MMEK and UNStudio Collaborate to Create World’s Best Children’s Hospital

UNStudio and user-experience design firm MMEK have teamed up on a mission to design the best children’s hospital in the world.

A well-designed hospital can have a big effect on a patient’s wellbeing, treatment outcome and recovery time. Everything from the layout of the space itself to lighting, use of colour and noise levels can impact on a patient’s experience at a health facility – and make it easier for staff to deliver the best care possible.

With this in mind, infrastructure for medical care is about much more than building hospitals with larger wards and more beds. This infrastructure needs to facilitate the best possible care, which includes special considerations for pediatric patients.

In a joint effort, user-experience design firm MMEK and our team at UNStudio are developing a pitch for the best children’s hospital in the world, with the intent to get jointly contracted to bring the concept to life.

We believe that designing infrastructure for healthcare requires a holistic approach in which we combine the concepts of ‘cure’ and ‘care’.

“When designing hospitals for children we foremost need to consider how to add development-centered care in practice by rethinking the work processes, considering ‘care’ as part of the primary processes and adding dedicated spaces focused on that,” said Ben van Berkel, UNStudio’s founder and principal architect.

Martijn Meeske, co-founder of MMEK, added: “This goes beyond thinking about the child as the user alone. The social context of a child – its family, friends and school, needs to be actively integrated in the process, becoming a part of the spatial organisation as well.”

The anatomical, physiological and psychosocial differences between adults and children also need to be taken into consideration when designing pediatric hospitals.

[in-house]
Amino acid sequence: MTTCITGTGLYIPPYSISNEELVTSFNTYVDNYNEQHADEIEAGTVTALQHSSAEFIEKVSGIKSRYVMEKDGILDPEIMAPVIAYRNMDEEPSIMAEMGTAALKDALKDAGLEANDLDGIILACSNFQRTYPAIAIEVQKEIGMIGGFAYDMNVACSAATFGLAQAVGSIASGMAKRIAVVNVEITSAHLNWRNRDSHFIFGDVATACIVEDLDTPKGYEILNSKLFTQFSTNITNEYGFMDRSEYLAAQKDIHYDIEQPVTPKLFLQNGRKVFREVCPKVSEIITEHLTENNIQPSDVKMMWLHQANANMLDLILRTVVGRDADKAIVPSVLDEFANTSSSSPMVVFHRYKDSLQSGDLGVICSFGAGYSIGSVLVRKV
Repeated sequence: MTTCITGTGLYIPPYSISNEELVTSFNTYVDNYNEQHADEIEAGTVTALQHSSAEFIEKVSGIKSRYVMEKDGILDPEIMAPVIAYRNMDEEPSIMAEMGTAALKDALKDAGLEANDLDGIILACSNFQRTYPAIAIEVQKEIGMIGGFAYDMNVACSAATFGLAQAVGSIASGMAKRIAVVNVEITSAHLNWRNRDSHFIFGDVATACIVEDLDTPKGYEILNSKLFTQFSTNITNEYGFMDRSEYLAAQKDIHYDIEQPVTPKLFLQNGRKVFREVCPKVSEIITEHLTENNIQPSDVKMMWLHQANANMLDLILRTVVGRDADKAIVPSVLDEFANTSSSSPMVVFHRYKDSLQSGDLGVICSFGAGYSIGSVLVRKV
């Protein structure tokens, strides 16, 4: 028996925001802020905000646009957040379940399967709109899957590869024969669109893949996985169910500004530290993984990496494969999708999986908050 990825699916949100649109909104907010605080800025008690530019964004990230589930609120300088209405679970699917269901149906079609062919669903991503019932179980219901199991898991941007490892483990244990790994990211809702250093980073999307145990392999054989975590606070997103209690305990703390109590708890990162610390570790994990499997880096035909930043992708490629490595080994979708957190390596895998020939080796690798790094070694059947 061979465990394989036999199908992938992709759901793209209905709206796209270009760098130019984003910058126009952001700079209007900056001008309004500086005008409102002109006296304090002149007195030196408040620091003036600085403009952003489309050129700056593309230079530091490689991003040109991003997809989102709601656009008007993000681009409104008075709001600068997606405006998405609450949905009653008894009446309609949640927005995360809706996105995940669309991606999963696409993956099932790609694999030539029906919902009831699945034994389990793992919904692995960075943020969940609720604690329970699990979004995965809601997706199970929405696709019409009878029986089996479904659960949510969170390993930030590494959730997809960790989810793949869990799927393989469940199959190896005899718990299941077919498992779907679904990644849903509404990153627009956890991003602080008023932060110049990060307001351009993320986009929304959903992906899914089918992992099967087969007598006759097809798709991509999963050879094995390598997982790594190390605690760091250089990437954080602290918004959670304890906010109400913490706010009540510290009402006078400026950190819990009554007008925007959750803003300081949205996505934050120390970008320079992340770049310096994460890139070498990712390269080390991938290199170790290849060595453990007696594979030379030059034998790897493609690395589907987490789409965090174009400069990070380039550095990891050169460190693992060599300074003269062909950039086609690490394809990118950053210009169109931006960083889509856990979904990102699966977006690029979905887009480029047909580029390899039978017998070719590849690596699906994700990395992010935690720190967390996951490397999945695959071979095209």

“The first differences are obviously physical: the eye-level of children differs greatly from adults, and the proportion to the environment is a different one. For growing children this proportional relation to space is even a changing one,” said Astrid Piber, a partner and senior architect at UNStudio.

“The main differentiator however is the fact that children are still very much in development. For young patients it is crucial that during their stay at the hospital their development is intuitively supported by letting them play, explore, move and discover,” added Lars van Hoften, architect and associate at UNStudio.

With this in mind, we also know that the care provided can’t be standardised.

“When it comes to ‘caring’ for people from a human and an emotional perspective, less standardisation is often better. As such, we would ask how healthcare can become more inclusive through design, encompassing groups like the elderly and young children specifically,” said MMEK co-founder Erik van Kuijk.

This inclusive design thinking starts with understanding the smaller details in order to design for the bigger picture.

“Scale, material, space and play all matter when creating a children’s hospital that accommodate healthy places that support healing, enhance the overall experience and allow children to grow,” Kuijk added.

UNStudio and MMEK both have experience designing for the healthcare sector. UNStudio has previously designed a proposal for the Moeder Kind Centrum (Mother Child Centre) in The Hague, Netherlands, as well as a masterplan for a healthcare community in Bruzzano, Italy, where hospitals, rehabilitation centres and other health services are integrated and easily accessible.

As part of its extensive portfolio, MMEK has previously developed an integral interior design vision for the Princess Maxima Center, a pediatric oncology facility in Utrecht, the Netherlands, as well as a reversed design-process for the new patient rooms at the Amsterdam University Medical Clinic (UMC), and the development of a masterplan for the new outpatient clinic for the same hospital.